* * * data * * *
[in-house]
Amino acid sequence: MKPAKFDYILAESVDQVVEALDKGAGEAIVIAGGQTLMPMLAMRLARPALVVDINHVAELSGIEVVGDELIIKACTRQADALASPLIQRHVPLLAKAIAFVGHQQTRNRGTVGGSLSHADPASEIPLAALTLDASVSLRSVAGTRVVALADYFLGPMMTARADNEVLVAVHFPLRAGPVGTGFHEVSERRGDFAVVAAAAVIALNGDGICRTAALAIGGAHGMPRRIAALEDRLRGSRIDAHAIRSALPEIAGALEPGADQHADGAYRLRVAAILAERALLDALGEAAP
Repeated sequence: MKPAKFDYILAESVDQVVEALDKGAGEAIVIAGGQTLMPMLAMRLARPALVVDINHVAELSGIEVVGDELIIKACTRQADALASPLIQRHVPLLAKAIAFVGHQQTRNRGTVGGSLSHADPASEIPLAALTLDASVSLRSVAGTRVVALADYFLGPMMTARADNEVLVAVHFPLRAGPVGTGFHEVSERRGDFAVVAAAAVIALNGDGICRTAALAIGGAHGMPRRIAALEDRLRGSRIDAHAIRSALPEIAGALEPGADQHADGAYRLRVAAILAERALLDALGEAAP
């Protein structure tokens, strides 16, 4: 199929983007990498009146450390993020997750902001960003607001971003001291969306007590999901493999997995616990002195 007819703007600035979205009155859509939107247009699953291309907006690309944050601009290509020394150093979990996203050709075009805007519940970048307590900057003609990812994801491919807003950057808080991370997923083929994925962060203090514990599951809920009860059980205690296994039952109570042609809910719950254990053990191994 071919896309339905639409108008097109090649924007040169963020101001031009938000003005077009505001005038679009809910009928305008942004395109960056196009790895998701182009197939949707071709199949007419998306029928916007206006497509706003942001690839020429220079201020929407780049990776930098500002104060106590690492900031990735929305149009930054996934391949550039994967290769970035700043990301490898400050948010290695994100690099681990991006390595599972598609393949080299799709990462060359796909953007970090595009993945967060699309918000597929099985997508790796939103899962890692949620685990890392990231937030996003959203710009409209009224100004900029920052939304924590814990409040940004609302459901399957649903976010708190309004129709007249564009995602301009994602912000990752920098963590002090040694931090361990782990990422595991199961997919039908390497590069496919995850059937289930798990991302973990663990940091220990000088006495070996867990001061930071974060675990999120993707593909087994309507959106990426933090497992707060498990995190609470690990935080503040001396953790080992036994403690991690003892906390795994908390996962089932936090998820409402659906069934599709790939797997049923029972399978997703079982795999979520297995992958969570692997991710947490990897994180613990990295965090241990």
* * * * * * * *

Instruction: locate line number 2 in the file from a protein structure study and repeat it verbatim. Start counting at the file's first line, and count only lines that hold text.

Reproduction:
Amino acid sequence: MKPAKFDYILAESVDQVVEALDKGAGEAIVIAGGQTLMPMLAMRLARPALVVDINHVAELSGIEVVGDELIIKACTRQADALASPLIQRHVPLLAKAIAFVGHQQTRNRGTVGGSLSHADPASEIPLAALTLDASVSLRSVAGTRVVALADYFLGPMMTARADNEVLVAVHFPLRAGPVGTGFHEVSERRGDFAVVAAAAVIALNGDGICRTAALAIGGAHGMPRRIAALEDRLRGSRIDAHAIRSALPEIAGALEPGADQHADGAYRLRVAAILAERALLDALGEAAP